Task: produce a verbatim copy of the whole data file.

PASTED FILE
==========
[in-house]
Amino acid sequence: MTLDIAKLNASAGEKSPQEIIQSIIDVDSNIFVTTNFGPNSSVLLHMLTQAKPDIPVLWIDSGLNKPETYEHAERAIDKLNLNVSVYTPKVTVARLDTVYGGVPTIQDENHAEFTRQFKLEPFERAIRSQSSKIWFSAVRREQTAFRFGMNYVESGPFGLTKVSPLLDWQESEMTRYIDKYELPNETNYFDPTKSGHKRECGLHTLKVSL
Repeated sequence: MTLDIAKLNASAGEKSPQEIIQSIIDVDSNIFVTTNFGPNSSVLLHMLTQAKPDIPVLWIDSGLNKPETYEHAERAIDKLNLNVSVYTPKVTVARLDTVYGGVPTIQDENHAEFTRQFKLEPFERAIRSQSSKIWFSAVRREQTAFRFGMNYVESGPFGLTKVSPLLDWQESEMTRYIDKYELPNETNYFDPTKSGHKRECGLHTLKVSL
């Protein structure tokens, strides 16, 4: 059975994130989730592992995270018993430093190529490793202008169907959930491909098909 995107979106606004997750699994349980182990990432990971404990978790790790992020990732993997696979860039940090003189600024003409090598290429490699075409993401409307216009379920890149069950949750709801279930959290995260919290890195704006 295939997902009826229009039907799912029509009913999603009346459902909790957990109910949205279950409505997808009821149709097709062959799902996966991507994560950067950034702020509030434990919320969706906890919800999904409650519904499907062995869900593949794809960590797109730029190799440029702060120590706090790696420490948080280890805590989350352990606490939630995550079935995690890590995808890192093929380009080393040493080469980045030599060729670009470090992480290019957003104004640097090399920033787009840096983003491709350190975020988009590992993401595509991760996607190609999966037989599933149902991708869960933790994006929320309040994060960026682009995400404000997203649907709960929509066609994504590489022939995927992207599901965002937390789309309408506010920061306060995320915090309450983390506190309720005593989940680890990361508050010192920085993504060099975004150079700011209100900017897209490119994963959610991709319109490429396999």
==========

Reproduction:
[in-house]
Amino acid sequence: MTLDIAKLNASAGEKSPQEIIQSIIDVDSNIFVTTNFGPNSSVLLHMLTQAKPDIPVLWIDSGLNKPETYEHAERAIDKLNLNVSVYTPKVTVARLDTVYGGVPTIQDENHAEFTRQFKLEPFERAIRSQSSKIWFSAVRREQTAFRFGMNYVESGPFGLTKVSPLLDWQESEMTRYIDKYELPNETNYFDPTKSGHKRECGLHTLKVSL
Repeated sequence: MTLDIAKLNASAGEKSPQEIIQSIIDVDSNIFVTTNFGPNSSVLLHMLTQAKPDIPVLWIDSGLNKPETYEHAERAIDKLNLNVSVYTPKVTVARLDTVYGGVPTIQDENHAEFTRQFKLEPFERAIRSQSSKIWFSAVRREQTAFRFGMNYVESGPFGLTKVSPLLDWQESEMTRYIDKYELPNETNYFDPTKSGHKRECGLHTLKVSL
């Protein structure tokens, strides 16, 4: 059975994130989730592992995270018993430093190529490793202008169907959930491909098909 995107979106606004997750699994349980182990990432990971404990978790790790992020990732993997696979860039940090003189600024003409090598290429490699075409993401409307216009379920890149069950949750709801279930959290995260919290890195704006 295939997902009826229009039907799912029509009913999603009346459902909790957990109910949205279950409505997808009821149709097709062959799902996966991507994560950067950034702020509030434990919320969706906890919800999904409650519904499907062995869900593949794809960590797109730029190799440029702060120590706090790696420490948080280890805590989350352990606490939630995550079935995690890590995808890192093929380009080393040493080469980045030599060729670009470090992480290019957003104004640097090399920033787009840096983003491709350190975020988009590992993401595509991760996607190609999966037989599933149902991708869960933790994006929320309040994060960026682009995400404000997203649907709960929509066609994504590489022939995927992207599901965002937390789309309408506010920061306060995320915090309450983390506190309720005593989940680890990361508050010192920085993504060099975004150079700011209100900017897209490119994963959610991709319109490429396999």